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Secrets No One Cares About

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Image by val.pearl

Image by val.pearl

No one wants their company to become the best kept secret. Yet so many unknown companies today hold trade secrets to their chest like they were gold.

If a technology is not found, it’s worthless. If a process is not used, it’s meaningless.

Value is determined by the customer, and without customers companies have no value.

Yes, you could make a powerful argument that technologies or processes in their own right are valuable.

But when tech companies buy each other the value is almost always inherently tied to existing sales or uses, including whether or not a patent is necessary for an existing product group. So unknown unused tech fails again. The same goes for consultancies and traditional businesses with logisitics and customer service processes.

So many start-ups work in denial of this reality. It’s as if they assume success before it happens.

You need customers. You need distribution. Without customers — which means telling people about your product — you will not succeed.

I’m not saying publish your patents for public download on DropBox. Or maybe if you’re Red Hat or pushing a software protocol that is a good idea.

What I am saying is that without business you have nothing to protect. The potential for gains far outweigh the risk of losses.

Protecting technologies and trade secrets from competitors is the luxury of leaders.

Especially when you have a secret that no one cares about.

What do you think about trade secrets and unknown ventures?

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  • http://twitter.com/RogierNoort Rogier Noort

    I think there’s a bunch of business and ventures which are only started to be sold as soon as they can turn a profit, not necessarily in business, but in some value the company holds.., be that patents, real estate or people. That is a nasty business.

    It was in Wikinomics (I think) where I read about a mining company, it crowd sourced the question on where to dig. All other companies called them mental, it was an industry etiquette never to reveal any knowledge at all.
    The company made a killing of the information it so openly shared.

    Beyond that.., I don’t like sneaky. That’s why I love this SoMe Marketing/Business community.., we share everything, we spread the knowledge and we encourage others to use it.

    • geofflivingston

      It’s funny I was looking at a book online called the Mongoliad which was crowdsourced and then edited by folks like Neal Stephenson. It has sold a ton! I think people need to become know.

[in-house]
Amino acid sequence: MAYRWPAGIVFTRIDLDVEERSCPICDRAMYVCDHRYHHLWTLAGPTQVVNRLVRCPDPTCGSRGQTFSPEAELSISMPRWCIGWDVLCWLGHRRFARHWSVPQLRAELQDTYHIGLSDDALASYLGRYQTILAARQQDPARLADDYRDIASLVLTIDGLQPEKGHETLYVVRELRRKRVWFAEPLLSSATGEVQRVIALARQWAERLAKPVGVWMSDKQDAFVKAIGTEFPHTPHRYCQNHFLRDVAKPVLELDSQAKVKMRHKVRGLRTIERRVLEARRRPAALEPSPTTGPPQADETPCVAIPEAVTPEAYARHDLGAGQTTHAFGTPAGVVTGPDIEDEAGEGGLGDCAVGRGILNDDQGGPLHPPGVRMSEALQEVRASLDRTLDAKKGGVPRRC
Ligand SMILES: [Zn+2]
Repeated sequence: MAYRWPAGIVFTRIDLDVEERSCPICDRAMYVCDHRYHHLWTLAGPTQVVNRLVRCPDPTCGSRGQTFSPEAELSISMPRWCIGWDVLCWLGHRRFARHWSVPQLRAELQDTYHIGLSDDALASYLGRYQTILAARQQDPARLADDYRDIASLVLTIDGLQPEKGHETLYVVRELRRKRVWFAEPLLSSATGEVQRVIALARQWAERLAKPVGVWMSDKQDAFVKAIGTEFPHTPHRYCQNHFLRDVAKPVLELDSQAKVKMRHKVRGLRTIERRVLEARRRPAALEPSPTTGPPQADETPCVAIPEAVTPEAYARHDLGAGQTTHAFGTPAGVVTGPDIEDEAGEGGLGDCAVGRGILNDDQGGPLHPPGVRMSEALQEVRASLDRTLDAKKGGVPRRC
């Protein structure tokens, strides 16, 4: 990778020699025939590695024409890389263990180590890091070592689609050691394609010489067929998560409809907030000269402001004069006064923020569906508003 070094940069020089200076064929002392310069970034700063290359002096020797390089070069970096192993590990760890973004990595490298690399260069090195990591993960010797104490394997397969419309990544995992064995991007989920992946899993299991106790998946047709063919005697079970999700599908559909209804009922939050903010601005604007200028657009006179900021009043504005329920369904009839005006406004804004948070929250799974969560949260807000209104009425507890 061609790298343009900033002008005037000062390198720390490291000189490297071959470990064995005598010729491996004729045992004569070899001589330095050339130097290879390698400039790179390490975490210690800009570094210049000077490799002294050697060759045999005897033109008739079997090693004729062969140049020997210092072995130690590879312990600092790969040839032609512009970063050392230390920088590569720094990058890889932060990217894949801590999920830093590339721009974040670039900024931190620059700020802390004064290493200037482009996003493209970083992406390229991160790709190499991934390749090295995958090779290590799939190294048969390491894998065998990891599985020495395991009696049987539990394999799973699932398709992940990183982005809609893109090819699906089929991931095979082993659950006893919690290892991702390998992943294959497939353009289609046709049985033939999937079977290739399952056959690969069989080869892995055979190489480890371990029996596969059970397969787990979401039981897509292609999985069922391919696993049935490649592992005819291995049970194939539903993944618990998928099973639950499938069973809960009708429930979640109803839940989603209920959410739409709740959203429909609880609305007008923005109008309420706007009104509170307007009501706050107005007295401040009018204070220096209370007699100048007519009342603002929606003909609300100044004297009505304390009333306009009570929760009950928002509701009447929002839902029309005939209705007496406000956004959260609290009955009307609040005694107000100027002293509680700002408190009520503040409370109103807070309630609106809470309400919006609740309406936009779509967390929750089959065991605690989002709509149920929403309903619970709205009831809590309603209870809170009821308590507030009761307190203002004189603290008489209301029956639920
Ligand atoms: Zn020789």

Secrecy is the luxury of market position. When everyone is trying to take what you have that’s when you need to watch your step. But even companies like Apple and Samsung seem to do a good job of leaking their secrets, so to speak.

      • James Kennedy

        I guess it also depends on how well established your company is to begin with. Also, if it is something more innovative, then how soon should you let that information be public?

  • http://www.it-sales-leads.com/ Barbara Mckinney

    I think that the
    concept of a patent is a great idea, it is the application of that idea that
    has failed. Ideas should not be unprotected and quickly copied. This entirely
    discourages entrepreneurship, a concept that our nation was founded on.

    • geofflivingston

      Agreed, you need to protect the idea so that when you do market, you can do so with confidence.

  • http://brianvickery.com/ Brian Vickery

    You just “nailed” one of our stuggles as a professional services company, Geoff. I do think that companies like us are late-adopters to the concepts of social and content marketing. For that very reason, I hope to start posting more content from our thought leaders…to get a jumpstart on identifying OUR thought leaders as the best in the business.

    But that does mean giving a little away for free, and that is really tough for a B2B services company.
    - If we take the time to write stuff for free, then we are taking away billable hours.
    - If we give our knowledge away for free, clients will not feel the need to hire us.

    The key is to give teasers, that are still workable solutions, but that convince the audience you can walk the walk. In our world, there are so many variables when doing a software development project, or data warehousing initiative, that clients will ALWAYS need professional services help. Our content can be one more gate-buster as we prove we can do what we say we can do.

    I’ll keep you posted on how well we adopt this approach. But I definitely do not want to be the best kept secret that under-performs in regards to year-to-year growth of our company…simply because the world and Google do not know we exist.

    • geofflivingston

      True. I also feel that 90% of clients won’t be able to implement the knowledge even with it published publicly. They don’t have the experience to succeed… So they fail.

      I am very interested to see how your teasers work out. Whatever you do, doing something is better than nothing. Thanks for the great coment!

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